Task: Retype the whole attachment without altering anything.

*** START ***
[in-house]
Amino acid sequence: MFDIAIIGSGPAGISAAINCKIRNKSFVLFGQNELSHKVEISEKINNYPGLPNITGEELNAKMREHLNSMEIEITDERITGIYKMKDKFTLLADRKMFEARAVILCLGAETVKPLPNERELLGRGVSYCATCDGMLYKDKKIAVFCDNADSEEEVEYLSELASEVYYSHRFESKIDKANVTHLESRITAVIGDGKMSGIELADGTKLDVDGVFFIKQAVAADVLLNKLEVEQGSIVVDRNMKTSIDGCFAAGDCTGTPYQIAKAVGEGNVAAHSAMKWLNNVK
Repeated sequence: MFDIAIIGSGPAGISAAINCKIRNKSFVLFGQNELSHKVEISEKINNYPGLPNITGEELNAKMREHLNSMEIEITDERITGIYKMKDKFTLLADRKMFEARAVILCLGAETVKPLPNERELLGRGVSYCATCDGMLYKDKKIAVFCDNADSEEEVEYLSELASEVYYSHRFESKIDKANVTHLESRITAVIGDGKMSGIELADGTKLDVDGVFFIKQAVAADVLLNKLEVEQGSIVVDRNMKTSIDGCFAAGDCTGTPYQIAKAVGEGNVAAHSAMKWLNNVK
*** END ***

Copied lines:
[in-house]
Amino acid sequence: MFDIAIIGSGPAGISAAINCKIRNKSFVLFGQNELSHKVEISEKINNYPGLPNITGEELNAKMREHLNSMEIEITDERITGIYKMKDKFTLLADRKMFEARAVILCLGAETVKPLPNERELLGRGVSYCATCDGMLYKDKKIAVFCDNADSEEEVEYLSELASEVYYSHRFESKIDKANVTHLESRITAVIGDGKMSGIELADGTKLDVDGVFFIKQAVAADVLLNKLEVEQGSIVVDRNMKTSIDGCFAAGDCTGTPYQIAKAVGEGNVAAHSAMKWLNNVK
Repeated sequence: MFDIAIIGSGPAGISAAINCKIRNKSFVLFGQNELSHKVEISEKINNYPGLPNITGEELNAKMREHLNSMEIEITDERITGIYKMKDKFTLLADRKMFEARAVILCLGAETVKPLPNERELLGRGVSYCATCDGMLYKDKKIAVFCDNADSEEEVEYLSELASEVYYSHRFESKIDKANVTHLESRITAVIGDGKMSGIELADGTKLDVDGVFFIKQAVAADVLLNKLEVEQGSIVVDRNMKTSIDGCFAAGDCTGTPYQIAKAVGEGNVAAHSAMKWLNNVK